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Are sleep associations bad? (My Integrative approach)



Sleep and its difficulties are very particular to each family (for example, some see shared beds as a bad habit, others do not), so when we examine a family situation when receiving a request for mentoring, the integrative approach is comprehensive and allows us to understand the individual needs of each family without judgment.


As integrative educators, we are there to observe, analyze from the lens of our knowledge, "think outside the box," and welcome and educate so that families can make informed and beneficial decisions in their parenting. We are the helping hand that will bring knowledge, principles, and updated science and will walk together with this family in search of respectful solutions and results for parents and children.


The main "sleep problems" brought up by families are children who have insufficient hours of sleep for their age, have difficulty relaxing and falling asleep (constant state of alert), do not have a well-established routine, sleep very late, so the parents are unable to have time for themselves and are exhausted, children who do not eat well and have mood changes due to tiredness, impaired school and cognitive performance (for older children), babies with numerous early morning awakenings or a family desire to change the current form of comfort, as it is not sustainable. We also often receive cases where families are anxious or worried about creating "bad habits" for their children and want to resolve this as quickly as possible, as they have received information from other out-of-date professionals or family members who have left them insecure, the famous "bad associations" of sleep that kill the maternal instinct today.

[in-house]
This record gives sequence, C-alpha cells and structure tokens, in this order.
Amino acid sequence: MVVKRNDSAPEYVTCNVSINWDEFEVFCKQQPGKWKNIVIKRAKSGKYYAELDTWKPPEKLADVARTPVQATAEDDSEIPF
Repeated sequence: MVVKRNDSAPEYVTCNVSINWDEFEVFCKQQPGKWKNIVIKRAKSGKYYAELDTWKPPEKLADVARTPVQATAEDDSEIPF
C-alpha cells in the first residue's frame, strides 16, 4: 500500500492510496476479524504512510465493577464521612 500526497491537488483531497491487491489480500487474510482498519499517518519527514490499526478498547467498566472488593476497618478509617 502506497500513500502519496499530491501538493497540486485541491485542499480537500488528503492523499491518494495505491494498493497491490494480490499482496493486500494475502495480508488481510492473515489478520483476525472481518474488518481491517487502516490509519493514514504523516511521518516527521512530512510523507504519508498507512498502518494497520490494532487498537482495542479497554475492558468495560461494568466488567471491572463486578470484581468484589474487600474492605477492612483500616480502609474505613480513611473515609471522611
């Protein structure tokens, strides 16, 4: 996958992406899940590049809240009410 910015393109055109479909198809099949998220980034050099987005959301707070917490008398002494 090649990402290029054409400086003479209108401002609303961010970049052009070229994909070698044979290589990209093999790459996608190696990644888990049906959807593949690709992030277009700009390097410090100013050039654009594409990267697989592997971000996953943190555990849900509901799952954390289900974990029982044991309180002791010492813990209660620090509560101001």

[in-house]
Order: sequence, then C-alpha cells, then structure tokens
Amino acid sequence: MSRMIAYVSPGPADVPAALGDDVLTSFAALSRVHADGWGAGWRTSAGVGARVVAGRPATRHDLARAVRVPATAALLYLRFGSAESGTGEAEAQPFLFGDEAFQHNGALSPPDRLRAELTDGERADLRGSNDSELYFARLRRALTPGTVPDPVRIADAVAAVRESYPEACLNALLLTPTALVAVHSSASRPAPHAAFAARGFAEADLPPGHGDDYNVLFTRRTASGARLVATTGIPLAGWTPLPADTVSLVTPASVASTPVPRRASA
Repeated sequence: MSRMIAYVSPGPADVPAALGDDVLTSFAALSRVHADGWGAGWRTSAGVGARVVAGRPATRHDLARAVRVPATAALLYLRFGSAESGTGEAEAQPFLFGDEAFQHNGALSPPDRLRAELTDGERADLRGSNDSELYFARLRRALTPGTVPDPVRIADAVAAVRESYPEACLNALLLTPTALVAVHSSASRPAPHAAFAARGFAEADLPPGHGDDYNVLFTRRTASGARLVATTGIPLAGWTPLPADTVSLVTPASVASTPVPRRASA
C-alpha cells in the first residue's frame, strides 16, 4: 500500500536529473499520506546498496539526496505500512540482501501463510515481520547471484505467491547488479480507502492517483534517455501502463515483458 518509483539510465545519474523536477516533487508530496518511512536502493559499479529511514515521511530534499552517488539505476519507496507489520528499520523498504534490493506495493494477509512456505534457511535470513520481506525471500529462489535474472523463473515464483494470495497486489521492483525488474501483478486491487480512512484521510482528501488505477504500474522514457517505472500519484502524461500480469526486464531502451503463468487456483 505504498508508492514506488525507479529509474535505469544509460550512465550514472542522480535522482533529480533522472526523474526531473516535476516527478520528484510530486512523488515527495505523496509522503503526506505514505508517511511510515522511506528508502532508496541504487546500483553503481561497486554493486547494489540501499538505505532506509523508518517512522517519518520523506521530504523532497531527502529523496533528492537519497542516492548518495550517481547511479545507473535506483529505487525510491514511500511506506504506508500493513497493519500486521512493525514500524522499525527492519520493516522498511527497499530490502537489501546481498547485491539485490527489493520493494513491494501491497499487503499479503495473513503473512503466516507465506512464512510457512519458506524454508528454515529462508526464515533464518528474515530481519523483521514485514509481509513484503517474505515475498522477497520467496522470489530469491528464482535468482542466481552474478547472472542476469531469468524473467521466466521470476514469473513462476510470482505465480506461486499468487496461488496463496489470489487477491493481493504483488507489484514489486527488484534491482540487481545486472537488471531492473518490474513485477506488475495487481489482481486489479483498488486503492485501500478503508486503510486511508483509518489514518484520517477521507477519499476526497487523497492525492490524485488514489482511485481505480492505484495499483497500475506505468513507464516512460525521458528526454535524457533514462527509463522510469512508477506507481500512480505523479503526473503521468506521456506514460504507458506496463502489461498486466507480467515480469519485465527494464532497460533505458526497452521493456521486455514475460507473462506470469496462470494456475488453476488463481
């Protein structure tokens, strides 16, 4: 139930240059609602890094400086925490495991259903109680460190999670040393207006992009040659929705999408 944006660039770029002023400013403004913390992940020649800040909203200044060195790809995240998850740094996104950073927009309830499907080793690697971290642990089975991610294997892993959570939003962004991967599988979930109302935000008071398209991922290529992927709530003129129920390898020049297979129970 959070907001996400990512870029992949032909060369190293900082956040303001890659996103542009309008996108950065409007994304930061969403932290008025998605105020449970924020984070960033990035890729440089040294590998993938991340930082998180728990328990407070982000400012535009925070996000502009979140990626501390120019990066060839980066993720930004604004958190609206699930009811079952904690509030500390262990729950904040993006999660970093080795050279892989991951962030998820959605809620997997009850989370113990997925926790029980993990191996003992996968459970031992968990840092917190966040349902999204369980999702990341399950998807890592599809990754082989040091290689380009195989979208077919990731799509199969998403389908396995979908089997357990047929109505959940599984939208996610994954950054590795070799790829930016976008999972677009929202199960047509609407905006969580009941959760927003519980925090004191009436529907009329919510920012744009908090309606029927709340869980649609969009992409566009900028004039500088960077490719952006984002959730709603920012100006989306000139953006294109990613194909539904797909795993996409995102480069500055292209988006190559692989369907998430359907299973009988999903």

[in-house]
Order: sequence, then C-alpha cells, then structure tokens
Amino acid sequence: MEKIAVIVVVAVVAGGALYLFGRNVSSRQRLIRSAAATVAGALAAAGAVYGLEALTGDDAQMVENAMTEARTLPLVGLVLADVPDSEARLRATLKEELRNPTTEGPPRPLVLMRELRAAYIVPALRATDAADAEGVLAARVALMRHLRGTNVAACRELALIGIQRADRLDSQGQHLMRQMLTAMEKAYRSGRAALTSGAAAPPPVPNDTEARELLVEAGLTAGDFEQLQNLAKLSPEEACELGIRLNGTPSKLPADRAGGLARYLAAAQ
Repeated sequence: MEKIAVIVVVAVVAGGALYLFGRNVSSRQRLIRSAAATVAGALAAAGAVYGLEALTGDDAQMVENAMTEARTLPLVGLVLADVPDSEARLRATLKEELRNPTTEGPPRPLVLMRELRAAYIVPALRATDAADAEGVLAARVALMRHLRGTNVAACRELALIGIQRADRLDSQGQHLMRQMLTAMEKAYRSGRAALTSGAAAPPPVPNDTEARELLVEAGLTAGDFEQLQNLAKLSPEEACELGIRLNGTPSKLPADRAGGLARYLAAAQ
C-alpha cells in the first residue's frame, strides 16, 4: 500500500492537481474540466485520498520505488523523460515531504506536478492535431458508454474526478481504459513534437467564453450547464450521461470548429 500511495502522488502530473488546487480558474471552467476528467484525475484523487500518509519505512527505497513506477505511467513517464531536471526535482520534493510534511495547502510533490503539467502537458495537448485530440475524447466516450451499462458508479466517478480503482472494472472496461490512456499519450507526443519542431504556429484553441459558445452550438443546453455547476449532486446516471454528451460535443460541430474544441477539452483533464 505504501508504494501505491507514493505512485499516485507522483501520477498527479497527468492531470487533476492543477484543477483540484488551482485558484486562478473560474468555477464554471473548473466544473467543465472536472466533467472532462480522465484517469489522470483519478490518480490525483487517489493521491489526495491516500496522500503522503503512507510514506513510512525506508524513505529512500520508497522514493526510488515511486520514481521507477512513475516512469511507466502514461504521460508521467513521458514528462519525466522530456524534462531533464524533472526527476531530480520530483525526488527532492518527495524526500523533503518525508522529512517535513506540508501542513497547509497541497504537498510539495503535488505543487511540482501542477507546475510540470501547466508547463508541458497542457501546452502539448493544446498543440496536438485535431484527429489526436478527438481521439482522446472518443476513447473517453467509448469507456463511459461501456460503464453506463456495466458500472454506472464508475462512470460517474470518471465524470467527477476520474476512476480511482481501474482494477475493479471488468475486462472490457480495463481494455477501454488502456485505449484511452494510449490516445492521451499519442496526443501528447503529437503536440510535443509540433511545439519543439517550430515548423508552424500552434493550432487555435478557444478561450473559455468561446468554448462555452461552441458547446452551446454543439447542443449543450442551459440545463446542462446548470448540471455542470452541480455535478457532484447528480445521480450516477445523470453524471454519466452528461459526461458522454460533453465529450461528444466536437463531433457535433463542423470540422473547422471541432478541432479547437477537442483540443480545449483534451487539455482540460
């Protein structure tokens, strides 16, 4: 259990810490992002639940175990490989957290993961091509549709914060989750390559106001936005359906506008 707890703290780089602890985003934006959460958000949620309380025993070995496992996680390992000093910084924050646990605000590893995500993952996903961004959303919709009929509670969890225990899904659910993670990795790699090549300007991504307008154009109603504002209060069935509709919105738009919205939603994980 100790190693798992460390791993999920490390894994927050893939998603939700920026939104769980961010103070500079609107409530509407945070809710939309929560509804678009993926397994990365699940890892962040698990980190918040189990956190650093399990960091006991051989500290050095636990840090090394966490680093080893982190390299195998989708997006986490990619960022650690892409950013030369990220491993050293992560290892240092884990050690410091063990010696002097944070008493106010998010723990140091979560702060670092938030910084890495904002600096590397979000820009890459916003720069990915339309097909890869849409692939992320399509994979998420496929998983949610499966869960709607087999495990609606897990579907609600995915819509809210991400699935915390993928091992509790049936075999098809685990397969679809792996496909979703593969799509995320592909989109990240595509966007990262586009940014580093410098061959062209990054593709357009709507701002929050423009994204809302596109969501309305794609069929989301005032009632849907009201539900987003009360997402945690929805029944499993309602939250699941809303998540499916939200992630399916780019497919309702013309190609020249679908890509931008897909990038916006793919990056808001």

Both on social media and in my services, my objective and positioning is to bring PEACE and EMPATHY to the hearts of this family through a lot of information and scientific evidence about how the parents' feeling of security and emotional availability is all a child needs to sleep well and be regulated day and night. Information is power: By educating about sleep myths, showing successful results, and bringing rich principles about normal child development, it is possible to create awareness about healthy sleep in children, avoiding the frustrations created by that family's misguided expectations.


Another personal commitment with families is to promote LIGHTNESS: Families often understand that their emotional state affects their children (a fact), but they think they need to remain calm and without anxiety at all times for the good of their children, but this is not the real life (and not even healthy), since we are human and it is part of experiencing a broad spectrum of feelings in challenging situations. Providing tools so families are aware of their emotional states when caring for their children brings greater regulation and self-knowledge, making the improvement process more accessible (less "scary") and sustainable in the long term.


I want to bring families hope for difficult days amid the hurricane of sleep deprivation: without needing to do sleep training (letting them cry) or needing to wait it out. These extremes disrespect each side of the dyad; respect can never be lacking in a loving relationship. With my integrative vision, I hope to recover a mother's confidence, instinct and family rescue.

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